Cancer Vaccine To Enter Human Trials
By Jamie Timson
2 February 2018
Article published in ‘The Week’
A revolutionary cancer vaccine that can eliminate tumours even after they have spread throughout the body is to go into human trials.
The move follows trials on mice in which the treatment worked “startlingly well”, according to researchers, with 90% of the animals cured after one injection, and the rest after a second jab.
The team at Stanford University, in California, say that “injecting tiny amounts of two drugs directly into a tumour not only kills the original cancer, but also triggers an ‘amazing bodywide’ reaction which destroys distant cancer cells”, reported The Daily Telegraph.
The drug combination works by “switching on immune cells inside the tumours which have been deactivated by the cancer, then boosting them so they can go to work killing the disease”, the newspaper adds.
“When we use these two agents together, we see the elimination of tumours all over the body,” said Professor Ronald Levy, who led the study.
“This approach bypasses the need to identify tumour-specific immune targets and doesn’t require wholesale activation of the immune system or customisation of a patient’s immune cells.”
For the human trial, “Levy plans to recruit 15 patients with low-grade lymphoma”, says the Daily Mail. “If successful, Levy believes the treatment could be useful for many tumour types.”
In the future, he believes oncologists“could inject both [agents] into solid tumours in humans before surgery as a way to prevent recurrence from stray tumours that spread but weren’t detected,” according to the newspaper.
“I don’t think there’s a limit to the type of tumour we could potentially treat, as long as it has been infiltrated by the immune system,” Levy said.
Levy and his team “deserve a lot of credit” for testing the combined treatment on a strain of mouse that is prone to spontaneously develop breast tumours – which mimics how cancer arises in humans, immunologist Drew Pardoll, of the Bloomberg-Kimmel Institute for Cancer Immunotherapy in Baltimore, Maryland, told Science magazine.
But “the big question is whether the approach works in people, as most rodent cancer therapies don’t translate to humans”, the magazine notes.
One vaccine that targets all cancer
Cancer treatment has progressed where many types are treatable and preventable but still there is no talk of eradication, instead the projected numbers for the future rise; cancer will affect everyone by 2050 with the biggest numbers coming from skin cancers as the planet heatens.
Some years ago Cancer UK stated that people are surviving cancer more than those that lose the battle, which would suggest we are beating the disease on the whole. A vaccine is in development in all large laboratories but recently we have news of a claim to be able to treat all types of malignant cell duplication.
Smallpox (aka variola,) was eradicated as recently ago as 1979 through vaccination. Not that I am a proponent of vaccinations, but if it is a necessary step towards eradication, as opposed to longer term use of the drug, then who would doubt its validity.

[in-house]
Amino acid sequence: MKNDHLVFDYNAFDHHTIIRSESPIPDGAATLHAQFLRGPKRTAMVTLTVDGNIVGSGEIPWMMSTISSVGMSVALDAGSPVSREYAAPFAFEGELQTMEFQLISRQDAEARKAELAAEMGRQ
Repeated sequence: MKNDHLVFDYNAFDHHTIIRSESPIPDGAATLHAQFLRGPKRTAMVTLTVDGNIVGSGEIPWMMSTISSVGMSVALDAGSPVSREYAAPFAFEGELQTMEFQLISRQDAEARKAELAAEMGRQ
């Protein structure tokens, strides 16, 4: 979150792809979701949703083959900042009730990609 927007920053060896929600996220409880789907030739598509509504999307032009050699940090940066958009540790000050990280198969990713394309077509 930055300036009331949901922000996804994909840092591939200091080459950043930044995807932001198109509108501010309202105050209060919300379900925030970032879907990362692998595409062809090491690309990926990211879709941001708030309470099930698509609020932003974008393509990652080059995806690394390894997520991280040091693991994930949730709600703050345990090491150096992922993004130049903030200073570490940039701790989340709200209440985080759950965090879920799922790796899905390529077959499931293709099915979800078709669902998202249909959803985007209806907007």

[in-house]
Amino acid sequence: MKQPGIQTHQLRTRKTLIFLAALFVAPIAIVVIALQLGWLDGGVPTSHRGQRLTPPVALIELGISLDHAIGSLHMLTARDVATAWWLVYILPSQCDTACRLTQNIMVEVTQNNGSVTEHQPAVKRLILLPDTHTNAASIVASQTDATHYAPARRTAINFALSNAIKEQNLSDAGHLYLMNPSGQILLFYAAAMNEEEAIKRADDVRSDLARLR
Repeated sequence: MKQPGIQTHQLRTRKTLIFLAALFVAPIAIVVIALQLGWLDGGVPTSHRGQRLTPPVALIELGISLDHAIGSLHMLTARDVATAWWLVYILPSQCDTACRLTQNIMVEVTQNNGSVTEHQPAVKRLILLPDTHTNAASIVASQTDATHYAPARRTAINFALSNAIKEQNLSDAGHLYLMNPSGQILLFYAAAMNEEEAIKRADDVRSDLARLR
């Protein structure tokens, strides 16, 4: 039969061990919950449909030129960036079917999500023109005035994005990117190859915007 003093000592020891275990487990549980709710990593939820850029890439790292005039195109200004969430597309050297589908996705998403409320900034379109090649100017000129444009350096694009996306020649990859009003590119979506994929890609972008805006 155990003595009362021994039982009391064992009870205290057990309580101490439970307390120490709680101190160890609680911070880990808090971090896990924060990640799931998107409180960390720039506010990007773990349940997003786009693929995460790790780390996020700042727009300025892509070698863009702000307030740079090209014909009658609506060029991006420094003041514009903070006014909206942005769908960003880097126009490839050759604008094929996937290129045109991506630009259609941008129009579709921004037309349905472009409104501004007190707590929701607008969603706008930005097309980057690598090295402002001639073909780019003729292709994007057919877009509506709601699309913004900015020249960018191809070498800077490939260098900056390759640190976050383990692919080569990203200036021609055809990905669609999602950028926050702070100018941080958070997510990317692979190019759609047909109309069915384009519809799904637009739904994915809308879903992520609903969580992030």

In this case it is cowpox, a virus that moves effectively between animal and human and which was first passed by milkmaids handling cow’s udders. The cowpox is mixed with other viruses (like the main three that cause the common cold: Rhinovirus, Coronavirus and Adenovirus, to create a mix that appears to fight cancer per se.
Breakthrough as scientists create a new cowpox-style virus that can kill EVERY type of cancer
10 November 2019
Daily Mail Australia
Scientists have created a new cowpox-style virus in a bid to cure cancer. The treatment, called CF33, can kill every type of cancer in a petrie dish and has shrunk tumours in mice, The Daily Telegraph reported.
US cancer expert Professor Yuman Fong is engineering the treatment, which is being developed by Australia biotech company Imugene.
They are hoping the treatment will be tested on breast cancer patients, among other cancer sufferers, next year.
Professor Fong is currently in Australia to organise the clinical trials, which will also be run overseas.
Patients with triple negative breast cancer, melanoma, lung cancer, bladder, gastric and bowel cancer would be tested in the ‘basket study’.
Success with mice does not ensure the virus will be able to treat humans, but Professor Fong remains positive, as other specific viruses have been effective in fighting cancer in humans.
The virus, which causes the common cold, was turned into a treatment for brain cancer by scientists in the US. The cancer in some patients disappeared for years before it came back, while others saw tumours shrink considerably.
Similarly, a form of the cold sore virus called Imlygic or T-Vec was found to be able to treat melanoma, as it helped the body’s immune system recognise and destroy tumours and melanoma cells in the body.
“There was evidence that viruses could kill cancer from the early 1900s when people vaccinated against rabies had their cancer disappear, they went into remission,” Professor Fong said.
But there were concerns viruses could be too toxic for humans and turn fatal.
“The problem was if you made the virus toxic enough to kill cancer you were worried it would also kill man,” he said.
Professor Fong said cowpox – which proved to successfully protect people from smallpox 200 years ago – is known to be harmless in humans. By mixing cowpox with other viruses, testing found it could kill cancer.
Cancer patients would have the engineered virus injected directly into their tumours for the breakthrough treatment.
It’s hoped the virus would infect the cancer cells and make them explode. The immune system is then expected to be alerted about other cancer cells in the body, prompting the diseased cells to be killed.